Have fun with Staying Sharp’s latest brain health challenge: Replay, Recall, Repeat. Try it out!
by AARP Bulletin Editors, AARP Bulletin, December 1, 2007
As in many things, Harry S. Truman set the standard.
When a Washington music critic wrote that his daughter, Margaret, “cannot sing very well,” Truman warned the writer that he would need “a new nose and a lot of beefsteak for black eyes” if they ever met. During World War II, he chaired a special Senate committee that discovered hundreds of millions of dollars’ worth of fraud and waste and led the effort to reclaim it. As president, he made a series of historic decisions that defined the notion of presidential responsibility—“The buck stops here.”
Just as important, when his mother, Martha Ellen Truman, at 94, broke her hip and then had a stroke, Truman moved the White House to Kansas City’s Muehlebach Hotel so he could visit her Grandview, Mo., home each day. While in Kansas City, he also outlined an ambitious plan for expanding the nation’s public health services.
Then as now, the way people treat their family reveals their priorities. And Truman’s story underscores the important link between personal experience and public policy.
The American public has placed health care on its priority list for the upcoming presidential campaign. The challenge posed is who among the candidates has the instinct of a Truman to draw on personal experience and fashion a vision for the health care system of the 21st century.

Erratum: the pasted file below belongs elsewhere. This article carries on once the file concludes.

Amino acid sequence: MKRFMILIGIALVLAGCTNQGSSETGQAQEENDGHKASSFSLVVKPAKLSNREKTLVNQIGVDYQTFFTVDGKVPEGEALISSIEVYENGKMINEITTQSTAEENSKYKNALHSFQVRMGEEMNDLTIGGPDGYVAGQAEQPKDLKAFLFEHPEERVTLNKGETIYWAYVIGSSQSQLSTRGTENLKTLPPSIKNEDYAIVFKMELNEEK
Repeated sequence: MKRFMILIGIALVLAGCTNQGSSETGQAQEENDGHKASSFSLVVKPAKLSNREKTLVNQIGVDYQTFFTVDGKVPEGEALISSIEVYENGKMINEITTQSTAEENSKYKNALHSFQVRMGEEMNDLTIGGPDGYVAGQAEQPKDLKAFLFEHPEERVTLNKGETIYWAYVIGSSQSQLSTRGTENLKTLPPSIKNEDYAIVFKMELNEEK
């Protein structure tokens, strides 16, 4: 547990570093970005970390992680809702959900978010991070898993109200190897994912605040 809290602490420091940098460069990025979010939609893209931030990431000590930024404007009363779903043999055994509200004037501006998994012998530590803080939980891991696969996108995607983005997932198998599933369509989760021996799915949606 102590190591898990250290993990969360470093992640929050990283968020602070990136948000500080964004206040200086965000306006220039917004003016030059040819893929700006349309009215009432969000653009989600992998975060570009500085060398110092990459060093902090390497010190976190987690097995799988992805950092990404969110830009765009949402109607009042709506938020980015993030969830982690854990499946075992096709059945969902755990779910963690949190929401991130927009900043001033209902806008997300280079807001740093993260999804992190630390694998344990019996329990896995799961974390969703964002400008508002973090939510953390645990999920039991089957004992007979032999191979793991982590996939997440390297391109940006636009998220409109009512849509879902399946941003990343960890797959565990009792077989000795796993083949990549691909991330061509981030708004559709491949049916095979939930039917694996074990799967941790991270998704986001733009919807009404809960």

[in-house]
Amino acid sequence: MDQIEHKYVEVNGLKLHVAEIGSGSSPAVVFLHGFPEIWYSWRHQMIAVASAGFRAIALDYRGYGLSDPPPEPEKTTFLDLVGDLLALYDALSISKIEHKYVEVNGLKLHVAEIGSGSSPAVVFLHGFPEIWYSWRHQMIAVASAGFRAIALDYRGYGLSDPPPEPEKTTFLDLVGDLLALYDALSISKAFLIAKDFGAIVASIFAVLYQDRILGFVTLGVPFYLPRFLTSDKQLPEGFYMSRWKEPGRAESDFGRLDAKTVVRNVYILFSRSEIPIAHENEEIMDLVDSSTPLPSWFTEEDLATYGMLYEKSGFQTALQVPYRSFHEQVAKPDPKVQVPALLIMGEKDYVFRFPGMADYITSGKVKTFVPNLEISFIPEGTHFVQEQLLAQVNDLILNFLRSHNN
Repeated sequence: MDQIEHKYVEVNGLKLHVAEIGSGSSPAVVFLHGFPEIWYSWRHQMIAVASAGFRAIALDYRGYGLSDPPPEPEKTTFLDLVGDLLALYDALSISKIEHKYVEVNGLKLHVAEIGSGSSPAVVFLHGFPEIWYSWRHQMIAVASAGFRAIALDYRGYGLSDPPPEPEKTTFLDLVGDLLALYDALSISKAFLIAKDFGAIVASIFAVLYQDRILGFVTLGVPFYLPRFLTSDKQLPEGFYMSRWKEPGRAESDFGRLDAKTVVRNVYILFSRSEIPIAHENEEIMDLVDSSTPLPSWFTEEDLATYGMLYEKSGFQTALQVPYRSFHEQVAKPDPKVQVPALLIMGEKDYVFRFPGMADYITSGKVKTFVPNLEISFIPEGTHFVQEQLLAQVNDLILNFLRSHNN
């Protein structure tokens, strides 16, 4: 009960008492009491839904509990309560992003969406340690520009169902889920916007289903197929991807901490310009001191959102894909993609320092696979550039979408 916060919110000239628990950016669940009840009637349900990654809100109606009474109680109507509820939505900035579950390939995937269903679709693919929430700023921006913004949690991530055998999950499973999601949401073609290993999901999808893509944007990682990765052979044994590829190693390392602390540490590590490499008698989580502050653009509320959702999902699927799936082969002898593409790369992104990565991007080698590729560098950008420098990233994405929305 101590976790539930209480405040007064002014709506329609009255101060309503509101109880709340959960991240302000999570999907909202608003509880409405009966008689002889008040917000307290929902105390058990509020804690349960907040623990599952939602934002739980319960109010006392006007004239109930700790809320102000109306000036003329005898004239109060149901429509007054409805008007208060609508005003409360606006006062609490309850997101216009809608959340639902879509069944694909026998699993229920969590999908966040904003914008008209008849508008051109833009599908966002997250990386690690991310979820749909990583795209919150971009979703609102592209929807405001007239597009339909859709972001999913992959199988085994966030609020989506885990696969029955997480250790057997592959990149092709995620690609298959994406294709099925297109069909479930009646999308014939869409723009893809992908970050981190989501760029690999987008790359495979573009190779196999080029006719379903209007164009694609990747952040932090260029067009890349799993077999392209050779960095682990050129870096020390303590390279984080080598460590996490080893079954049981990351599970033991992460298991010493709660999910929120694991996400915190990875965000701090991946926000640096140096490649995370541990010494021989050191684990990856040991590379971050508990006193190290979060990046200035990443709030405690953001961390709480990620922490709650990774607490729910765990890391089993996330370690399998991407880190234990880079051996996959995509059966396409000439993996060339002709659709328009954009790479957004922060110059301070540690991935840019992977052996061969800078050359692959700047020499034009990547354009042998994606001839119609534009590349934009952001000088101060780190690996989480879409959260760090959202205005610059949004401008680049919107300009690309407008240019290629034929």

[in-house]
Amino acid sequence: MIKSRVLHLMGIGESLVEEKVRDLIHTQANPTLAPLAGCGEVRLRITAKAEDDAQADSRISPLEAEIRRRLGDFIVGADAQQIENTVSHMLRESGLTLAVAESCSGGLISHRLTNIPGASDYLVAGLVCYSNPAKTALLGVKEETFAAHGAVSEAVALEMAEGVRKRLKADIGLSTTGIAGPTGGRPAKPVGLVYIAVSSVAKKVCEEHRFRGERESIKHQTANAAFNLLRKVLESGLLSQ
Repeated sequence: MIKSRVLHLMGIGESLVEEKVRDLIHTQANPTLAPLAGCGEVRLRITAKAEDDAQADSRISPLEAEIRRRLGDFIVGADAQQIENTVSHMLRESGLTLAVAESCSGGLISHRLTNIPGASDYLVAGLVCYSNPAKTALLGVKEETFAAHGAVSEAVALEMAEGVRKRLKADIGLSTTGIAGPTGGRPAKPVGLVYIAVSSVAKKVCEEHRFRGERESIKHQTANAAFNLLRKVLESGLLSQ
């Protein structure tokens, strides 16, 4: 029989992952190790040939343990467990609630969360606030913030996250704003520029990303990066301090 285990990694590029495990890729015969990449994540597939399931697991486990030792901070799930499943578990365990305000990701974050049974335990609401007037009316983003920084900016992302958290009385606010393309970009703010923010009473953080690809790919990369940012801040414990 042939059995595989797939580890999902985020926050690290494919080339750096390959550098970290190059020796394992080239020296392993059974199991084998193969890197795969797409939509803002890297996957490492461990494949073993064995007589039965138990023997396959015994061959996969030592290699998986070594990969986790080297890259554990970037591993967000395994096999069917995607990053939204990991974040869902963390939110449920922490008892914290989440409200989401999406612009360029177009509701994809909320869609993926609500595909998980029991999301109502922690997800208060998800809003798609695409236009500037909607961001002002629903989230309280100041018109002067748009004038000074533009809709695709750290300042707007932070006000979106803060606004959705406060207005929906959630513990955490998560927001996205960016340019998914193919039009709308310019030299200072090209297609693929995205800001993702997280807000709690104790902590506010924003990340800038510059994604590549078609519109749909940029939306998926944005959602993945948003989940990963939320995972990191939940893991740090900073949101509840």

We know three things about health care in America: It costs too much, we’re not getting what we pay for, and people are compromising their own well-being because of soaring prices. Health care consumes 16 cents of every dollar, prescription drug prices outpace inflation, and Medicare premiums have doubled in seven years.
Yet we have lower life expectancy and higher child mortality than other industrial countries.
Look at the consequences. There are 47 million uninsured Americans. Half of Americans with health insurance say that because of higher prices they delayed doctor visits; two-thirds say they’ve limited them to only serious conditions or symptoms; and 28 percent say they skipped or did not fill prescribed medications.
That brings us back to presidential priorities. Thank goodness for mothers. In the tradition of Mattie Truman, the mothers of Hillary Clinton and Joe Biden and John McCain have helped galvanize their children’s attention on the importance of health care. The candidates’ attitudes, sharply divergent, help shape the debate over a crucial issue in the 2008 election. What is the role of government, of employers, of workers? How are costs contained? Is universal coverage mandatory? Our commitment is to make sure this stays a front-burner issue, even if some candidates don’t want to discuss it.
Please leave your comment below.
You must be logged in to leave a comment.
Learn about isolation and how you can make a difference
Rate bonus on high-yield online savings account
This tool helps you identify your pills by color, shape and markings.
AARP members receive exclusive member benefits & affect social change.
You are leaving AARP.org and going to the website of our trusted provider. The provider’s terms, conditions and policies apply. Please return to AARP.org to learn more about other benefits.
Your email address is now confirmed.
Manage your email preferences and tell us which topics interest you so that we can prioritize the information you receive.
Explore all that AARP has to offer.
In the next 24 hours, you will receive an email to confirm your subscription to receive emails
related to AARP volunteering. Once you confirm that subscription, you will regularly
receive communications related to AARP volunteering. In the meantime, please feel free
to search for ways to make a difference in your community at